Editorial: An eerie silence as the election nears

As far as policy on the voluntary sector is concerned, there seem to be no new ideas coming through, writes Stephen Cook

Stephen Cook
Stephen Cook

There is no knowing what will happen in politics between now and the election in 15 months, and the writing of manifestos is a long way off. But there’s little doubt that the campaign is already under way on the main battlefields of the economy and the cost of living.

As far as policy on the voluntary sector is concerned, however, there’s an eerie silence at the moment. Perhaps everyone’s political energy has been drained by the recent fight over the lobbying act. Maybe it’s just too low down the list of priorities and there are simply no new ideas coming through.

One of the problems – if that is the right word – is that there is so much common ground between the main parties on the voluntary sector. They all agree, for example, that it forms the glue of our social fabric and should have a greater role in providing and improving public services.

But on that common ground there is space for significant differences. The commissioning of services, for example, is perceived by many to be skewed in favour of the private sector: would Labour use the levers of power to shift that balance significantly towards the voluntary sector?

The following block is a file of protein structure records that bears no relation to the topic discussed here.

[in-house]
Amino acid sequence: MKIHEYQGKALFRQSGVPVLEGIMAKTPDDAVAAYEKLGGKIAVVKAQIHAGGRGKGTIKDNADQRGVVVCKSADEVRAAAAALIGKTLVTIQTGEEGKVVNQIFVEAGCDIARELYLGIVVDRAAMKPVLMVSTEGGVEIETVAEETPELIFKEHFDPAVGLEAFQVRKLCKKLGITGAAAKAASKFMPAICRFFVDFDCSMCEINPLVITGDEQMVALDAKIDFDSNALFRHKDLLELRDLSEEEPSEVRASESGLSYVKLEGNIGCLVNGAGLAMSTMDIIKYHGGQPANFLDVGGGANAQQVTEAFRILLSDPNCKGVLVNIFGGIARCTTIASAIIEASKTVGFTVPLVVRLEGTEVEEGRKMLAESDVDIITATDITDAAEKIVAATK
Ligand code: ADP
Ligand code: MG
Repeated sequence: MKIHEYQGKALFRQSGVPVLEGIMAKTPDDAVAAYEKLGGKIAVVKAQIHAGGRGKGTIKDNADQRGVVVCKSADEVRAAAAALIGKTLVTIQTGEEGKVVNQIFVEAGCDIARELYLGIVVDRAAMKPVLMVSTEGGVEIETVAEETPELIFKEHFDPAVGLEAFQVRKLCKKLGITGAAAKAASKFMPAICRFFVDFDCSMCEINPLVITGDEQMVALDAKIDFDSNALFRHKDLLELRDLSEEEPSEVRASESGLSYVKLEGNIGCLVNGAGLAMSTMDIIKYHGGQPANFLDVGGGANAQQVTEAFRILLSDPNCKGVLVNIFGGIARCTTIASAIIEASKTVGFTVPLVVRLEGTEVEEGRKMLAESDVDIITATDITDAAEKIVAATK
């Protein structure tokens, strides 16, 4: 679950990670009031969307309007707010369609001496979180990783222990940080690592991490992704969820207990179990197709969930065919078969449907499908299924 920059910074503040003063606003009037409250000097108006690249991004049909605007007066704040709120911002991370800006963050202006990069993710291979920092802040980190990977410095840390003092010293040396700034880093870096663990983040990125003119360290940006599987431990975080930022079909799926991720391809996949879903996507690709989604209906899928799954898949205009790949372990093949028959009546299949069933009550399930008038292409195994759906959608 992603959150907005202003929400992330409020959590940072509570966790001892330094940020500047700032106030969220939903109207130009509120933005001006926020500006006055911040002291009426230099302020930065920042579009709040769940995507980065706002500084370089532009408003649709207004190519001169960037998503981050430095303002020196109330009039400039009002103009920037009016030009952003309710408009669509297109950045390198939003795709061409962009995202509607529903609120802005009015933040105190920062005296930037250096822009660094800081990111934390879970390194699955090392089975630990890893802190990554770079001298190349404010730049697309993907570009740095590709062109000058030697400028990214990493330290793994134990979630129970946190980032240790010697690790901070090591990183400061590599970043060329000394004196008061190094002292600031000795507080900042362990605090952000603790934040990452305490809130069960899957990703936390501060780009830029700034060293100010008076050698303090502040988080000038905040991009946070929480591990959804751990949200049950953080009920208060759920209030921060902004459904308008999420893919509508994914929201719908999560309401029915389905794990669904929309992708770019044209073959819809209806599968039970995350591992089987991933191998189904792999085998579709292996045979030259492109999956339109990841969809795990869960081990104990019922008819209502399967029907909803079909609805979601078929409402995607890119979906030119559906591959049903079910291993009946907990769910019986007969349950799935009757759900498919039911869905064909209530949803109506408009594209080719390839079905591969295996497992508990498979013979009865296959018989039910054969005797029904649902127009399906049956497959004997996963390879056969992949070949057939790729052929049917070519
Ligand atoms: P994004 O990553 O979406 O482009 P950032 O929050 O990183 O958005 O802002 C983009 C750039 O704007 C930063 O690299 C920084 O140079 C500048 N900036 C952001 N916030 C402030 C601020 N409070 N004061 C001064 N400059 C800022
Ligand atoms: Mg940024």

This and similar questions for Ed Miliband are spelled out in the timely Soapbox article by John Tizard and David Walker here. What is needed from Labour, they argue, is no less than "a 21st-century definition of non-profit enterprise and purpose".

There is also a growing need to protect the sector’s role as conscience of the nation, which underpins all its other purposes. Charities that receive public funding or contracts are under increasing pressure from the government to show no dissent. It is easier for voluntarily funded charities to speak out and campaign, although the lobbying act is likely to inhibit them.

But our political system, as the late Lord Hailsham pointed out, tends towards being an elective dictatorship; and politicians who want a tolerant, plural society should more easily accept that charities are a vital bulwark against that tendency.

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